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A Long Way Home [Q&A]

A Long Way Home [Q&A]

The coming of spring is heralded by longer days, blossoming flowers, as well as the return of migratory birds, which were often joyfully welcomed by our ancestors. Why do Polish birds migrate south? What sacrifices to do they have to make? How do they prepare for a long flight? These questions are addressed in the following article, written with the assistance of Dr Szymon Drobniak from the Jagiellonian University Institute of Environmental Sciences.

1. Why do birds migrate?

Bird migrations are directly linked to the changing of seasons – in winter birds lack enough food, so, in order to survive, so they move to places where it is more abundant. Birds have been migrating for a very long time and this tendency has developed independently in many species, gradually leading to the development of the current migration routes. Multiple periods of the cooling of the climate during the last several million years have been a form of natural selection leading to the survival of the species that could quickly develop the ability to migrate.

2. Why do migratory birds fly in V-formations?

The V-formation allows birds to maximise the aerodynamic efficiency by creating wingtip vortices, reducing the aerodynamic resistance even by 65%. In that way they can increase their flying range by more than a half. Obviously, this does not apply to the bird that leads the formation and doesn’t benefit from the improved aerodynamics. Hence, the leader has to be regularly changed.

3. Do birds always choose the shortest and the easiest route?

Not necessarily. They sometimes choose to follow an indirect route, for instance if they have an opportunity to make a stop in a place suitable for rest. Besides, they often bypass areas with dangerous weather conditions. It is, however, true that they generally follow fixed flight routes. Some minor changes result from the movement of air currents or other unpredictable conditions on the flight route.
For example, storks leaving Poland can cover up to 10 thousand kilometres. During the flight, they look for thermal columns and warm rising air currents. That is why they have to bypass the Mediterranean.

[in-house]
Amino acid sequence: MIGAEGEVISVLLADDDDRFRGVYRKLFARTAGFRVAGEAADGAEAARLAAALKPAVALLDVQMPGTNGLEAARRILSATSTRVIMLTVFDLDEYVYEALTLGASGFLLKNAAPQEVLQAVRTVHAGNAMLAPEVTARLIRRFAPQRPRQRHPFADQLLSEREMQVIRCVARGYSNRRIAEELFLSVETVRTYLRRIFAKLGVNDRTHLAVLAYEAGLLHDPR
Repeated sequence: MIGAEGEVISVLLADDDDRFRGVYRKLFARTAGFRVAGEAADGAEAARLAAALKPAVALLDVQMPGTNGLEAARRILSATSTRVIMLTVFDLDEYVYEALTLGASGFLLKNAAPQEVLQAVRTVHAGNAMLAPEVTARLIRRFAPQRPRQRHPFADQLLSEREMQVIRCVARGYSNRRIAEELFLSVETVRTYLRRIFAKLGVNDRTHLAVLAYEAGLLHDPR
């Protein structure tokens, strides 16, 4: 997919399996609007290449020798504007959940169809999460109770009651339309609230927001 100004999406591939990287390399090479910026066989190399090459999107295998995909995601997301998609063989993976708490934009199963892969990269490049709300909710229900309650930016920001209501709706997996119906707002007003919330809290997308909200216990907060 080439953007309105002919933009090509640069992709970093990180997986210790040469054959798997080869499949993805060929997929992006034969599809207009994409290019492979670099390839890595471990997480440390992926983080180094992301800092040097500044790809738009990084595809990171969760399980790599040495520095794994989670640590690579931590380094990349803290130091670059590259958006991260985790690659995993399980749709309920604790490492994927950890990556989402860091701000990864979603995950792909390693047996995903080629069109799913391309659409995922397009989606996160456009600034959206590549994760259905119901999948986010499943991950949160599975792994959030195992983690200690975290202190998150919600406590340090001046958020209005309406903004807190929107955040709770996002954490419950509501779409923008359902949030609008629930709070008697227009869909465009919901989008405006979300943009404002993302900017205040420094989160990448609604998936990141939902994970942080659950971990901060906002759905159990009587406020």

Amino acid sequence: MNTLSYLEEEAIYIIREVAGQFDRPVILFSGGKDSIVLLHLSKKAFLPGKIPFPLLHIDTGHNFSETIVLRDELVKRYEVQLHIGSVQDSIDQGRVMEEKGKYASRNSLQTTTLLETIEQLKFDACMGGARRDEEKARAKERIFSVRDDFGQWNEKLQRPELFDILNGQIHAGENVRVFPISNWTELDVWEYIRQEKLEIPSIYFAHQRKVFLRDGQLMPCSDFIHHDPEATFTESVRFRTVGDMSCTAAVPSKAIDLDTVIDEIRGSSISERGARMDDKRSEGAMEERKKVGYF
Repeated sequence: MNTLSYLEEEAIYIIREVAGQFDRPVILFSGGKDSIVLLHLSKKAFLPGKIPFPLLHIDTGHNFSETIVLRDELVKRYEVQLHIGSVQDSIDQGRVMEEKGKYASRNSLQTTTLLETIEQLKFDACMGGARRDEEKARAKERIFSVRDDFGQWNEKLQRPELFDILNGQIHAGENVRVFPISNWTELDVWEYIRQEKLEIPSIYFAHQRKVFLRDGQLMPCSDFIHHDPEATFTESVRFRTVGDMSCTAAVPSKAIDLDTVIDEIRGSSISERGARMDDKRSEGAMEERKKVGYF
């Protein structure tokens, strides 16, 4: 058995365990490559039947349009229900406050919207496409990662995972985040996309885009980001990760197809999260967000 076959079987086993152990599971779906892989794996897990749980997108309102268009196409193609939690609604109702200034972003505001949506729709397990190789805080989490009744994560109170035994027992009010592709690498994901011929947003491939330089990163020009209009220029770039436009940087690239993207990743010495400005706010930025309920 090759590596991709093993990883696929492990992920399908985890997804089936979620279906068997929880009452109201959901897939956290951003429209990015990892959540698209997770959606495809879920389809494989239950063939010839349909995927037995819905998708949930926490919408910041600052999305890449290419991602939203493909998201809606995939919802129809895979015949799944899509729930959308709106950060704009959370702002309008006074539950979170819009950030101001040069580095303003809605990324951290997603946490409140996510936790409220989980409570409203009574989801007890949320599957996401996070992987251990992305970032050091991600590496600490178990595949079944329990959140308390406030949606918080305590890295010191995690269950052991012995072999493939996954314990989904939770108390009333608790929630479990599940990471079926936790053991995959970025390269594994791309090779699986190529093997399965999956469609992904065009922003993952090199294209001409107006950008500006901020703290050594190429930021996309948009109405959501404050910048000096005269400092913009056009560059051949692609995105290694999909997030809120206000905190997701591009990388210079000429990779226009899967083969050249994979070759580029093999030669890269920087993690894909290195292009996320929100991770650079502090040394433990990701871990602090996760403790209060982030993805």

4. How do they know that they are heading in the right direction?

There are several hypotheses regarding this issue, which has been the subject of intense research. Birds possess the sense of magnetoreception, which allows them to perceive direction, but it’s unknown what specific factors determine their flight routes. Simulations have suggested that they are shaped by combination of many different factors, including local geography, the availability of stops, and the predictability of weather on the route.   

Migration routes of white storks from Germany (red) and Poland (blue)

5. Do they always fly in flocks?

Generally yes, although the flocks differ in size – they consist from several to several thousand birds. One of the reasons for the ‘gregariousness’ of migratory birds is the fact that it makes it easier to seek out warm rising air currents. When one bird finds such a current, it is joined by the rest of the flock. As such currents are much more common in Africa than in Europe, the journey over this continent is much easier for the birds.

6. How many stops do birds have to make during such a long journey?

There are no clear rules, as it largely depends on the weather and birds’ condition. They sometimes don’t stop at all – for instance, arctic terns can fly over 11,000 kilometres form Patagonia to North America without any stops, setting the current record for intermittent bird flight.

7. How do birds ‘feel’ that it’s time to come back to breeding areas?

Birds – like other animals – have a biological clock, which regulates their behaviour, including migration. The work of this clock mainly depends on the so-called photoperiod, that is, the amount of sunlight during the day. The migration is triggered by a combination of factors, inclulding the level of hormones after birth, the current amount of daylight, temperature, as well as the quantity and quality of food.

8. Is the journey exhausting for the birds?

Yes it is. During the migration a bird depletes its energy reserves, and even loses a substantial proportion of its internal organs, as their weight becomes reduced before the journey. Yet, it isn’t a completely exhausting endeavour, as usually birds do their best to be well prepared for this effort.    

9. Are there any bird species that come from the north to spend winter in Poland?

Yes there are. The birds migrating to Poland from the north include jays, which replace those that travel further south. As they are omnivorous, they have no problem with surviving the Polish winter. Another examples are rough-legged buzzards, waxwings, or bullfinches from Scandinavia. All these birds spend winter in Poland and then come back north and north-east for the breeding period.

10. What dangers await birds during their migrations?

Migrating birds are vulnerable to many threats. Besides unfavourable whether they may face attacks by predators, shortages of food available on the route, as well as a number of human-related threats, including hunting (especially illegal migratory bird hunts, carried out on a mass scale in North-East Africa and the Middle East) and collisions with power lines. Because of these factors, many of the birds don’t survive the journey. Nevertheless, migration has been an evolutionarily successful strategy, as its benefits easily outweigh the costs.

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